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Helping the Monarch butterfly.

11 July 2005

People from throughout New Zealand are making a difference, helping the Monarch butterfly.

"We have been inundated with correspondence - email and regular mail," said Jacqui Knight, speaking on behalf of the recently-formed Monarch Butterfly NZ Trust."The letters have been truly heart-warming - with confirmed sightings of overwintering sites in Christchurch, Palmerston North and Hamilton to date, but even episodes of one or two butterflies flying about in Ashburton, Balclutha and Clinton."

The Monarch Butterfly NZ Trust was formed to share knowledge on the much-loved Monarch, but also to undertake scientific research on the butterfly's overwintering habitat at Butterfly Bay in Northland. Letters published in many New Zealand papers have also generated useful facts and figures.

The group has already established a website with information about the Monarch Butterfly and the background of how Butterfly Bay was named. All correspondence has been answered - and seeds of the Asclepias physocarpa (giant Swan Plant) sent all around the country.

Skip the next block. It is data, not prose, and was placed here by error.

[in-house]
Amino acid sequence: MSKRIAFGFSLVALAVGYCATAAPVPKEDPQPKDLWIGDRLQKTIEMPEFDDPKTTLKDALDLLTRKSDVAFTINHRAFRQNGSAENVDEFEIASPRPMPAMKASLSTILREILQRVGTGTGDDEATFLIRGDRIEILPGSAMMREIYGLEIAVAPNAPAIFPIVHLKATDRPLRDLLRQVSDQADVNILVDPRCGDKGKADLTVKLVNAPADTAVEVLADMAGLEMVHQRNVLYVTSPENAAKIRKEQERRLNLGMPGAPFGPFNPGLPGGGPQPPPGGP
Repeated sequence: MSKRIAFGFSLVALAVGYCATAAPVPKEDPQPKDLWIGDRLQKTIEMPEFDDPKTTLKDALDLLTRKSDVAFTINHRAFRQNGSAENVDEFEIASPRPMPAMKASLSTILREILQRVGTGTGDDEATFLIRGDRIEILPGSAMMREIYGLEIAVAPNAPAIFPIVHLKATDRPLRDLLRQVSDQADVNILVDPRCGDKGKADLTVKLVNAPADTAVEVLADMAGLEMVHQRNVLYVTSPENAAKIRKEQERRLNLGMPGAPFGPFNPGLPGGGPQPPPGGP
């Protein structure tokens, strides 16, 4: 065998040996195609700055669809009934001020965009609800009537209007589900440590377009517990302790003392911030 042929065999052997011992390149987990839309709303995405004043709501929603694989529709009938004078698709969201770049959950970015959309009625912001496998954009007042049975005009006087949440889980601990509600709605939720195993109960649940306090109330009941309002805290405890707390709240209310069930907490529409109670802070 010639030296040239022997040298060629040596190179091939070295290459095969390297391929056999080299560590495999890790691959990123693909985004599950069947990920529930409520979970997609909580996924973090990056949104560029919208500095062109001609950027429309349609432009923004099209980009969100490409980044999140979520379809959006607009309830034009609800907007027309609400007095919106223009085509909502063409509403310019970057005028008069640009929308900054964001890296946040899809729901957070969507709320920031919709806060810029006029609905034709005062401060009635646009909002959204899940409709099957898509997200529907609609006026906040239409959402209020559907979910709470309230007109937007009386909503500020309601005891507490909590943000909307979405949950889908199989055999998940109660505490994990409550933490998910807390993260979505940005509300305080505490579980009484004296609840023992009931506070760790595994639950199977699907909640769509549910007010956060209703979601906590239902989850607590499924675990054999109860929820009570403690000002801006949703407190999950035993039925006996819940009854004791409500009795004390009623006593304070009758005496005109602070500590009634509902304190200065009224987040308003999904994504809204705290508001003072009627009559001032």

Jacqui said that she had been able to find Tim Healy, who wrote of discovering the butterflies' retreat in the June 1963 Weekly News:

"As we entered the bush - which in itself has no claim to beauty - we saw the odd butterfly flitting around, but as we progressed we found the air full of them, twisting and turning in the sunlight. Then we saw that, everywhere, the branches of the trees were festooned with settled butterflies, hanging in clusters on the foliage like colourful Chinese lanterns."

"Some of the sleepers were hanging with their wings closed together, in other clusters, the butterflies were opening and closing their wings as if in some ritual exercise, and the colours glowed on the shafts of autumn sunshine that pierced the foliage, making a picture of indescribable beauty."

"For a while we stood watching. Then, suddenly, as if a warning had been given the butterflies took flight in unison. The whirr of their wings could be distinctly heard, and the air was filled with black and orange against the green of the foliage and the blue of the sky."

"Today there are much less butterflies at the site," she said, "People must wonder why it is even called Butterfly Bay."

"An entomologist will understand many more things about the ecology of an area than someone like me," she said. "We will then share that information with our members and other butterfly lovers, the developers of the property and the immediate community. It should be useful information for anyone wishing to encourage this fragile insect, from which we learn so much about metamorphosis and caring for Nature."

The Monarch Butterfly NZ Trust will then make a submission regarding the protection of the site to the local councils.


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